Before you hit the beach this Fourth of July, you should know that there’s something in the water—literally. Beaches across the U.S. had more than 20,000 closing and advisory days in 2012 due to water pollution or contamination threats, according to the 23rd annual beach water quality report just released by the Natural Resources Defense Council (NRDC). As if that weren’t disturbing enough, more than 80 percent of the closings and advisories occurred because testing revealed unsafe bacteria levels in the water.
The NRDC also found that 7 percent of the water quality samples taken by beaches last year failed to meet the federal public health standard set by the Environmental Protection Agency (EPA). This is consistent with the percentage of samples that contained too much pollution to meet these standards in the last few years, says NRDC senior water attorney Jon Devine, who helped supervise the production of the report.
What’s making beach water so gross
While most beach managers say they aren’t sure what’s going on when water samples come back with high levels of pollution, storm water is the biggest known source of contamination, says Devine. Here’s why: When there’s a big storm, not all of the rainfall seeps into the ground or evaporates back into the air—so the excess runs off until it ends up in storm water drainage pipes that empty into streams and rivers, which eventually feed into oceans. Since storm water usually isn’t treated before it ends up in the ocean and it can become contaminated by anything in its path—think cigarette butts, oil and grease, pet or wildlife waste, and other icky stuff—harmful bacteria are more likely to end up in the ocean in the day or two following storms. What’s more, since storm water pipes and sewage pipes are often really close to each other underground, storm water can become contaminated by sewage via leaks and carry human waste out to the ocean. Yuck!
How ocean water makes you sick
When beach water becomes contaminated with bacteria, it can enter your system via your mouth (if you swallow it accidentally) or an open wound (if it’s not covered and protected, which is pretty difficult underwater). This bacteria can cause a range of water-borne illnesses—anything from stomach flu and pink eye to dysentery or hepatitis. “It can range from the annoying to the very serious,” says Devine. What’s more, many of the people who get sick won’t even realize it was from being exposed to contaminated beach water a few days earlier.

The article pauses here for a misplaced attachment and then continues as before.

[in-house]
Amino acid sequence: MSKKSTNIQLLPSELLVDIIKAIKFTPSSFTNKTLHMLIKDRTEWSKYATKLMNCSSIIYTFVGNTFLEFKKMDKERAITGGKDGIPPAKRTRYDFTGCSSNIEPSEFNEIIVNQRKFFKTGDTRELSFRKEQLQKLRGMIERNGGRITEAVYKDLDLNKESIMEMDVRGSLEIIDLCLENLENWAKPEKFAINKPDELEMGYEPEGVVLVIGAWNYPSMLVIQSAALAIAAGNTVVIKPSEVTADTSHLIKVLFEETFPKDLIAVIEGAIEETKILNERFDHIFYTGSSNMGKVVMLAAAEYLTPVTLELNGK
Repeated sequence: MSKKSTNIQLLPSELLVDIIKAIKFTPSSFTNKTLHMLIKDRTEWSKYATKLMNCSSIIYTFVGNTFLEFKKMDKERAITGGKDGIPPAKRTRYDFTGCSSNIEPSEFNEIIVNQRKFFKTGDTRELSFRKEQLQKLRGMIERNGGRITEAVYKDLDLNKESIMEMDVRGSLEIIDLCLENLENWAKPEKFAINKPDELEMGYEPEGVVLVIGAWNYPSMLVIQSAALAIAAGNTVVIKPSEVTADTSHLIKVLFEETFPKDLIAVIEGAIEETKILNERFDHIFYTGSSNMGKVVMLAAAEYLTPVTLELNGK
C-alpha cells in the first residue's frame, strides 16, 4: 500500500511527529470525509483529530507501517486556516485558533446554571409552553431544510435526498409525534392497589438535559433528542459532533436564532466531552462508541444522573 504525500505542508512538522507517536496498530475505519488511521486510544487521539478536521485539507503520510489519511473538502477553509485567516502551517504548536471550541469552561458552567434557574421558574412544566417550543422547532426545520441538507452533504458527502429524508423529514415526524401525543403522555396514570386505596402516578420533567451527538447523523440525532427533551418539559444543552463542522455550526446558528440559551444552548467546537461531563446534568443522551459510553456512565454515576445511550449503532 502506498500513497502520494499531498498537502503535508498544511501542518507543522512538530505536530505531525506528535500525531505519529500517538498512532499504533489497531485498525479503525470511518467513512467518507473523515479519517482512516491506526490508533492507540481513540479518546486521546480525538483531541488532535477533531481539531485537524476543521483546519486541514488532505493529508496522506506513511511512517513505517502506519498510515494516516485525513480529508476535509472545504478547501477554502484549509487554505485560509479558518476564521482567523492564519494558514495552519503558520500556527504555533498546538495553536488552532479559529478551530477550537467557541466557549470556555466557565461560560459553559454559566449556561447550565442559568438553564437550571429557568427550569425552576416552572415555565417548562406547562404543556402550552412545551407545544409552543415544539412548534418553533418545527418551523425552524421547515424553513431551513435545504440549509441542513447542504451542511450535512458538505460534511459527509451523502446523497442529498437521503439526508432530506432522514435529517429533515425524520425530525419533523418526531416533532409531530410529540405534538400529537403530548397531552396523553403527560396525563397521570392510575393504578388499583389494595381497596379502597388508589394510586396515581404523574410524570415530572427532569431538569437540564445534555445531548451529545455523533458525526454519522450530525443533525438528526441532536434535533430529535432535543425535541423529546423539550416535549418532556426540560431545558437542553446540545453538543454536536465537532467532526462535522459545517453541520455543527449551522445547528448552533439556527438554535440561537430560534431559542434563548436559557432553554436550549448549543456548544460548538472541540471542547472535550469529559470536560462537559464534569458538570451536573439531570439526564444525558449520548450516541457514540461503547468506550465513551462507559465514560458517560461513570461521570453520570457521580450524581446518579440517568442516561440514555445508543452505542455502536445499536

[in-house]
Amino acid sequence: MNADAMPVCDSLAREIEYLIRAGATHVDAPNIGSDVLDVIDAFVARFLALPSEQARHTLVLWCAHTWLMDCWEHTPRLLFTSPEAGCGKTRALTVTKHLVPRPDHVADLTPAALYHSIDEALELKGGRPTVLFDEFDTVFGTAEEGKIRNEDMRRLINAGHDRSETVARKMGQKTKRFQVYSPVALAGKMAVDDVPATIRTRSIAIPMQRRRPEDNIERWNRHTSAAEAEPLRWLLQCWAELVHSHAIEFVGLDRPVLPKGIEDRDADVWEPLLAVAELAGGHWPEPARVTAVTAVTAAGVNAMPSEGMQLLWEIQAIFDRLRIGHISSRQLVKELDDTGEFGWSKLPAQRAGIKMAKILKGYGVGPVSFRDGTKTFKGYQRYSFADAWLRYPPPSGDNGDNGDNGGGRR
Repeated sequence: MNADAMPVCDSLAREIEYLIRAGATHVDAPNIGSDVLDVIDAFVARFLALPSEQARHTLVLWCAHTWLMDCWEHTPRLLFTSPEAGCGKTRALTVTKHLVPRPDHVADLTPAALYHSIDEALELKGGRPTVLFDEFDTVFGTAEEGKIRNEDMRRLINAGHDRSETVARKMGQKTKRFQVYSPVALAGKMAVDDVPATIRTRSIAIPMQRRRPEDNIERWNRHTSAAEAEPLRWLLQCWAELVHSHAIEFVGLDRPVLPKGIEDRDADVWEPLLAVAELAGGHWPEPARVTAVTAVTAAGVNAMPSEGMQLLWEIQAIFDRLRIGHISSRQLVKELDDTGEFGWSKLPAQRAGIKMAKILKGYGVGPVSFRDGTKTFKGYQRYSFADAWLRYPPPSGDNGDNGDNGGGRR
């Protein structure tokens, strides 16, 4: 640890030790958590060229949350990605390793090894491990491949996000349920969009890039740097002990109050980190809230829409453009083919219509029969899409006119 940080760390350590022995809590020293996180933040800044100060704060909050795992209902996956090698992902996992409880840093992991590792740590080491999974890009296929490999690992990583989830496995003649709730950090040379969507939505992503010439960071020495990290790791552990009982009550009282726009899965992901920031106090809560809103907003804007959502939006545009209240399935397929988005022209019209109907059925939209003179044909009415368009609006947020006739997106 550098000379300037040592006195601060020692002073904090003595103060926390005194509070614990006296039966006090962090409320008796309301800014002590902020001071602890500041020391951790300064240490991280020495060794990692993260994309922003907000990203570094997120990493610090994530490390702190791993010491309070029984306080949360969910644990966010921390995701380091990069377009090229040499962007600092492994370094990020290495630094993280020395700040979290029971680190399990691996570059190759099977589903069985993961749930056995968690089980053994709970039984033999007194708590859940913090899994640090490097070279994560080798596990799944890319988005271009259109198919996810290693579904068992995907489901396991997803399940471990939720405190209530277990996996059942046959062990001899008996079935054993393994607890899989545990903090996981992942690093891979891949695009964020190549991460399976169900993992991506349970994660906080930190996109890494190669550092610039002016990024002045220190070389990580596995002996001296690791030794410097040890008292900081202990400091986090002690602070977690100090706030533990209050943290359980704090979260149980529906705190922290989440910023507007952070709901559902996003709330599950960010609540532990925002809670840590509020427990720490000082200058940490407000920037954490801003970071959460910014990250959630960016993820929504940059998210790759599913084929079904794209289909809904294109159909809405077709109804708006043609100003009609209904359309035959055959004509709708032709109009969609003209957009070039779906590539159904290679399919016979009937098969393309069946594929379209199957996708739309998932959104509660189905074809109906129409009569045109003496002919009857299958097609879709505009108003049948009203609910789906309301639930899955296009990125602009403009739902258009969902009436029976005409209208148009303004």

Is your beach safe?
In many cases, if there’s been a violation of the EPA’s safe to swim standard, local public health officials will post notices on their website and at the beach. “If you see a sign, you should heed it,” says Devine. But here’s the scary thing: Paying attention to these notices and alerts won’t necessarily protect you from jumping into tainted water. “Sometimes states or local beach officials will not automatically post a warning if they’ve had a violation,” says Devine. “They instead will resample to confirm that the water is contaminated above the standard, and so in that circumstance, it might be that there’s not a warning even though they’ve monitored high levels.” You can stay on top of your beach water’s status by checking here.
So should you avoid the beach?
When water is right at the pollution level allowed by the EPA’s safe to swim standards, the risk of getting a gastrointestinal illness from swimming is 1 in 28. That means that when water is below the limit, your chances of getting a water-borne sickness are pretty low—and it’s probably safe to go for a swim. However, because children, elderly people, pregnant women, and those with weakened immune systems are more likely to get water-borne illnesses—and will probably be hit harder by them if they do get sick—these people should be cautious about entering the water even when it meets the safe to swim standard. That said, everyone should avoid getting into the water at least 24 hours after it rains—and at least 72 hours after it rains heavily.
Whenever possible, go to beaches that are next to open waters or removed from urban areas since they’re usually less contaminated. You should also avoid swimming near pipes or in water that looks or smells weird in any way. And when you are in the ocean, keep your head above water to decrease your odds of swallowing anything gross by mistake.